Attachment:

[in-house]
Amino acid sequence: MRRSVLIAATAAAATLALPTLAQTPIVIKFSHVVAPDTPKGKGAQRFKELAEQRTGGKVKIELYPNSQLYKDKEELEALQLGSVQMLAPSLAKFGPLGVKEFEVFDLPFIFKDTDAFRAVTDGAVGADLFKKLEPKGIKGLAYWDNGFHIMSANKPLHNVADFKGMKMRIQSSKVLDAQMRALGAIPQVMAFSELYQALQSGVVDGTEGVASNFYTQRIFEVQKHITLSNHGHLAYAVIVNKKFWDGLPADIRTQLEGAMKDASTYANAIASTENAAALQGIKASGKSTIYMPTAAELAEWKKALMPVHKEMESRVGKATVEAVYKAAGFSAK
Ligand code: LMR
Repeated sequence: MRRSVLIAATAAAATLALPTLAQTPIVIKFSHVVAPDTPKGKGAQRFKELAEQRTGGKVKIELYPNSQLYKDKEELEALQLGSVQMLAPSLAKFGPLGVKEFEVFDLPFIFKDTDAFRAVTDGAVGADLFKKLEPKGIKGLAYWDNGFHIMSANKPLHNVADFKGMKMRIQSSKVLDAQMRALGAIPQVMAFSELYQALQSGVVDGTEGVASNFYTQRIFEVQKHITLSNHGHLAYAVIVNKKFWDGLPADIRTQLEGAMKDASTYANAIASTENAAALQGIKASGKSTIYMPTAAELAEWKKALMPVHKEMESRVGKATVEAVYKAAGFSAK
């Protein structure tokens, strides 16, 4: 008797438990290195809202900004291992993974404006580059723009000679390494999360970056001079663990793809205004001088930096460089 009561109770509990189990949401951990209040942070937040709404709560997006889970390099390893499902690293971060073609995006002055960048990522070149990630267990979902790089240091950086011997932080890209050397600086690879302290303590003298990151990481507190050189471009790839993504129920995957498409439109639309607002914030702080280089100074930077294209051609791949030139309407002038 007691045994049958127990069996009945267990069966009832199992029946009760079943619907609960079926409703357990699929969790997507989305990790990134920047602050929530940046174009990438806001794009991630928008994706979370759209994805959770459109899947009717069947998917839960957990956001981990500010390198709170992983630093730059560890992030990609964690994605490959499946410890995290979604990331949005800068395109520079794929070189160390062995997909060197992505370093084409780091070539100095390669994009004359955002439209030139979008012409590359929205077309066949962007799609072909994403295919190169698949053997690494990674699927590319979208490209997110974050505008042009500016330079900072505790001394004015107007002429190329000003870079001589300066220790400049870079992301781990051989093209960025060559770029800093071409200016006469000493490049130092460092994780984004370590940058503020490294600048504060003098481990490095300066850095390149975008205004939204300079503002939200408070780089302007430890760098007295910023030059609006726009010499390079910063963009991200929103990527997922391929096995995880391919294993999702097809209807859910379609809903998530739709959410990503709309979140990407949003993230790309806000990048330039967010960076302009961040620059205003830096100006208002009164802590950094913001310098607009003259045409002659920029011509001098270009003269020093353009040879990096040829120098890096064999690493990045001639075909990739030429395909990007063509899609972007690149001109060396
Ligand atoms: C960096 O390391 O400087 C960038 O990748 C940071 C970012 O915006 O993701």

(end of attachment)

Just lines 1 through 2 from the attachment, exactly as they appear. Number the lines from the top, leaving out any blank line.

[in-house]
Amino acid sequence: MRRSVLIAATAAAATLALPTLAQTPIVIKFSHVVAPDTPKGKGAQRFKELAEQRTGGKVKIELYPNSQLYKDKEELEALQLGSVQMLAPSLAKFGPLGVKEFEVFDLPFIFKDTDAFRAVTDGAVGADLFKKLEPKGIKGLAYWDNGFHIMSANKPLHNVADFKGMKMRIQSSKVLDAQMRALGAIPQVMAFSELYQALQSGVVDGTEGVASNFYTQRIFEVQKHITLSNHGHLAYAVIVNKKFWDGLPADIRTQLEGAMKDASTYANAIASTENAAALQGIKASGKSTIYMPTAAELAEWKKALMPVHKEMESRVGKATVEAVYKAAGFSAK